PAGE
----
In 2021, when my daughter was studying the First World War in her final year of primary school, every week I asked her if she had learned about the contribution of soldiers from the British empire. The answer was always no – though she did have two lessons on animals that died in the conflict, including thousands of camels on the fronts in the Middle East and Africa. At that point, I asked her teacher when they would be talking about the role of soldiers from the colonies.
There were no plans to do so, he replied. In fact, there was just one more lesson left: an overview of the term’s work. But he said he would make time to talk about it.
When my daughter came home after that class, she was eager to tell me that more than a million Indian soldiers fought in the war. Her teacher also said that in future he would include a separate lesson on the role of Indian soldiers. It was great news, of course – but I wished that I hadn’t had to ask.
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Our collective memory of the First World War is slowly changing, particularly since the centenary of the armistice. Crucially, whereas Dominion accounts previously focused on the stories of people from Australia, New Zealand, Canada and South Africa, we now increasingly remember the contribution of Indian soldiers.
South Asian diasporic families don’t always know about their own links to the First World War. The main recruiting ground was the Punjab region, to which many British south Asians have connections. In the past few months, families with Punjabi heritage have been able to search some of the archives of the Lahore Museum, thanks to a groundbreaking collaboration between the UK Punjab Heritage Association and the University of Greenwich, which is digitising thousands of files.These contain village-by-village data on the war service of recruits, as well as information on family background, rank and regiment. Diasporic Punjabis have already made connections: the Labour MP Tanmanjeet Dhesi, for instance, found files revealing that his great-grandfather had served in Iraq and was wounded in action, losing a leg.
Our collective memory of the First World War is slowly changing, particularly since the centenary of the armistice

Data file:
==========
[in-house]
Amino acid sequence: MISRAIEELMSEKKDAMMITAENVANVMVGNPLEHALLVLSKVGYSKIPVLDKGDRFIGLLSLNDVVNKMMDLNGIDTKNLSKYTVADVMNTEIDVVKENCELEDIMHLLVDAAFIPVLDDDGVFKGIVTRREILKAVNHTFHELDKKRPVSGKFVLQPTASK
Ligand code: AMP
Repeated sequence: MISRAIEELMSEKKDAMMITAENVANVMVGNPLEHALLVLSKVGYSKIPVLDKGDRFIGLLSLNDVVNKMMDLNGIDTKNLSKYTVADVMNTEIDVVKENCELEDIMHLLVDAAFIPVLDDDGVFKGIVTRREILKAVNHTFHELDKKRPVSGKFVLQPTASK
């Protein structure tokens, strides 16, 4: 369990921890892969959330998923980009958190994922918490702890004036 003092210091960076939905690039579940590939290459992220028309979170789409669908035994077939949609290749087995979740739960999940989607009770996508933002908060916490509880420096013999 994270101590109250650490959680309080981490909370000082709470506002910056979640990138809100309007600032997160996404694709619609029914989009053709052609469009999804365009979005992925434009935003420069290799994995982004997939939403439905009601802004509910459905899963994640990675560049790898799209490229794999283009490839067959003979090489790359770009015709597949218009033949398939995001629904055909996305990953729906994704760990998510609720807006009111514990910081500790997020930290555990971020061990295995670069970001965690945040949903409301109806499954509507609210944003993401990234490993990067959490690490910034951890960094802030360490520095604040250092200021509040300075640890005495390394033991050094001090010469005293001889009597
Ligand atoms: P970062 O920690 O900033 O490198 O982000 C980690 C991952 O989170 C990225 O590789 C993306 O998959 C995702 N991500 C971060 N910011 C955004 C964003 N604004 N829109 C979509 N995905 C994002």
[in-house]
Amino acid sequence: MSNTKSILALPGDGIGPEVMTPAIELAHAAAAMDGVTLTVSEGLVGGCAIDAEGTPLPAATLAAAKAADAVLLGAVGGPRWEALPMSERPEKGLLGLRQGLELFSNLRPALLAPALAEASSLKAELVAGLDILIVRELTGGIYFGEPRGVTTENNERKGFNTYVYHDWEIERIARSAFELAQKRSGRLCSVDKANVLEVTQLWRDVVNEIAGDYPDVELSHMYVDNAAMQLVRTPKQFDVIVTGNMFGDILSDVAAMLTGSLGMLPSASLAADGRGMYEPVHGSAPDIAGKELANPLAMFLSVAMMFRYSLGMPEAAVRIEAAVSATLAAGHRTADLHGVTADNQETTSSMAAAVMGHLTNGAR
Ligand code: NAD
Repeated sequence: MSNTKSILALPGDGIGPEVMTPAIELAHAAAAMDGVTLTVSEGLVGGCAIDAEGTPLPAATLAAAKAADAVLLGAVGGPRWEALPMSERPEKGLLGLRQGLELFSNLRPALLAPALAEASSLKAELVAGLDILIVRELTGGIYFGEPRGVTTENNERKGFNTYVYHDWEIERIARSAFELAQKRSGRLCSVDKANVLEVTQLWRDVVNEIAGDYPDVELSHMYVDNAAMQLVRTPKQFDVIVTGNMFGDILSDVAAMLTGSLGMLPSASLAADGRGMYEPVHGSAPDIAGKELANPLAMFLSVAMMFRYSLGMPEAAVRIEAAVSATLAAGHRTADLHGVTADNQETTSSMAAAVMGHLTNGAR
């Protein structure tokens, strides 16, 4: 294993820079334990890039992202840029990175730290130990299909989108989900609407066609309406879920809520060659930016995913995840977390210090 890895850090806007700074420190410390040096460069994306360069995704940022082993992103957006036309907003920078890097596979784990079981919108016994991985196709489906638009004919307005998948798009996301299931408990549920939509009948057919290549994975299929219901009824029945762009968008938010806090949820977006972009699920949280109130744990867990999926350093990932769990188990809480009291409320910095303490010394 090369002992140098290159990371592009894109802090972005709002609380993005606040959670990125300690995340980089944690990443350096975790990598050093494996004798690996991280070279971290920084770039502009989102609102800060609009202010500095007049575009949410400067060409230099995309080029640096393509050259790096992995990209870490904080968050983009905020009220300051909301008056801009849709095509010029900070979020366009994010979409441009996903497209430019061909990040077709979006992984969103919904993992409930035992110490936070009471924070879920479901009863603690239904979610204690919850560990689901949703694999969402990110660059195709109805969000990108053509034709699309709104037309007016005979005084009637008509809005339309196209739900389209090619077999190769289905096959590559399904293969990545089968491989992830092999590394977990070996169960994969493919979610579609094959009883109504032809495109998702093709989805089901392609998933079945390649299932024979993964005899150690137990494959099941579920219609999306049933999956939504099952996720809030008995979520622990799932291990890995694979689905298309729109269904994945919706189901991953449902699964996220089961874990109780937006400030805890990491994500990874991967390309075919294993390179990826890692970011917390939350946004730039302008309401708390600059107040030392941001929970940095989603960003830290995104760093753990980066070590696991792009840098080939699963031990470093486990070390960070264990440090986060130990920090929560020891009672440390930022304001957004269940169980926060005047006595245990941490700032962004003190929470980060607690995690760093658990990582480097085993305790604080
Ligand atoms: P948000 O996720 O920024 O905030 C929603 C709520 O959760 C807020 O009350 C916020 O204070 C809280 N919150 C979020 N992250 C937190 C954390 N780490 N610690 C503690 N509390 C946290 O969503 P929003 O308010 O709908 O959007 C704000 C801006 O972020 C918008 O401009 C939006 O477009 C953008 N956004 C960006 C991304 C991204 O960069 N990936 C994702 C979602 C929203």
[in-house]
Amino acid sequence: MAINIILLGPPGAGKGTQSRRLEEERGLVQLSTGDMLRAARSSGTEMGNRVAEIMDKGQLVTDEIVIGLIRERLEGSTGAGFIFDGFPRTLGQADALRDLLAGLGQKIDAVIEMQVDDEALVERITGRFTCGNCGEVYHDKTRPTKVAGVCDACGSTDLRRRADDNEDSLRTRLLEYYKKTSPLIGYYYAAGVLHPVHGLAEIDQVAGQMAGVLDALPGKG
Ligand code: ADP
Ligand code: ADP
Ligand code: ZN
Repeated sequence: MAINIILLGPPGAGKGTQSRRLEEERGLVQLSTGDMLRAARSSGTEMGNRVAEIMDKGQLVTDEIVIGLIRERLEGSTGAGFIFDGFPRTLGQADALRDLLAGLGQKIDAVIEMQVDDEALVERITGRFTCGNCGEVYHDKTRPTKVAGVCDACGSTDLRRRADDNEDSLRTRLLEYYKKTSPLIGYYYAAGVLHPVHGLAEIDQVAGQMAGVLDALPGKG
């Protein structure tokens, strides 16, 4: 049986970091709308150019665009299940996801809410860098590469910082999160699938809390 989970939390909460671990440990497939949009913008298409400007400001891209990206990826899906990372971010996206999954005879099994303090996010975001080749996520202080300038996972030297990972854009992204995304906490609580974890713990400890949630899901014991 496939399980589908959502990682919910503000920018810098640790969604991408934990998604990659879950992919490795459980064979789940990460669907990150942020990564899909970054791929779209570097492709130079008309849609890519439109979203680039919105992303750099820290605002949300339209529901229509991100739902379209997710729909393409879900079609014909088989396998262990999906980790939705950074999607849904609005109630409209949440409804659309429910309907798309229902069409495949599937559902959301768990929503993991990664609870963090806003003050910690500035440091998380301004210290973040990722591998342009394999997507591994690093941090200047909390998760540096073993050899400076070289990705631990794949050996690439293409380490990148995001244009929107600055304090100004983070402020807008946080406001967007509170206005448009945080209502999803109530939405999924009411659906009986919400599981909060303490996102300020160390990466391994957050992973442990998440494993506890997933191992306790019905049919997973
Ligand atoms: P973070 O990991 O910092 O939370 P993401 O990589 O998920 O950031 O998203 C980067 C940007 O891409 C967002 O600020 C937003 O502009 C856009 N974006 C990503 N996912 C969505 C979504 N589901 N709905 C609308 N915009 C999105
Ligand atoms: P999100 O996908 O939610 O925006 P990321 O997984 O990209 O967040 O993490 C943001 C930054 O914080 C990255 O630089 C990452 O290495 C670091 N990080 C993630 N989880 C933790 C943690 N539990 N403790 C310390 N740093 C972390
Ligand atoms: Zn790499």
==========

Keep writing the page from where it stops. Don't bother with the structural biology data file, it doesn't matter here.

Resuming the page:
Commemoration of the war takes many forms, including school teaching, memorial services and physical tributes. The West Midlands town of Smethwick features a statue representing the Indian soldiers who fought in the conflict, of which there were more than 1.3 million. And last year, plans were announced for a statue of Hardit Singh Malik in Southampton. The first Indian to fly as a pilot with the Royal Flying Corps (RFC) – precursor to the RAF – Malik became known as the “Flying Sikh”, wearing a specially designed helmet that fitted over his turban. Malik joined 28 Squadron under the Canadian major Billy Barker, and in 1916 these men and two other volunteers were surrounded by enemy planes. Malik was hit in the leg before shooting down the pilot who had shot him. Pursued by three German aircraft, his plane was hit by some 400 bullets. “It was the greatest luck,” he wrote, 65 years later. “I thought I was going to be killed.” Two bullets remained in his leg for the rest of his life.
Stephen Barker’s The Flying Sikh, published in May, explores Malik’s remarkable tale. The book argues that his story is, in many ways, atypical of the Indian experience of the war: though born in India, Malik enlisted in Britain while studying at the University of Oxford. Yet Barker contends that Malik remains an important symbol of both the Indian war contribution and the complex relationship between India and its colonial ruler. “Malik maintained his integrity as a proud Indian,” the author told me. “He put up with discriminatory practices, and cheered on moves for home rule as well as serving in the RFC.”
Stories of the contributions of Indian soldiers are now rightly gaining greater prominence in our collective memory. Hopefully no other parent will need to ask when their children will learn of the more than 1.3 million Indian men who fought in the First World War.
This article was first published in the July 2022 issue of BBC History Magazine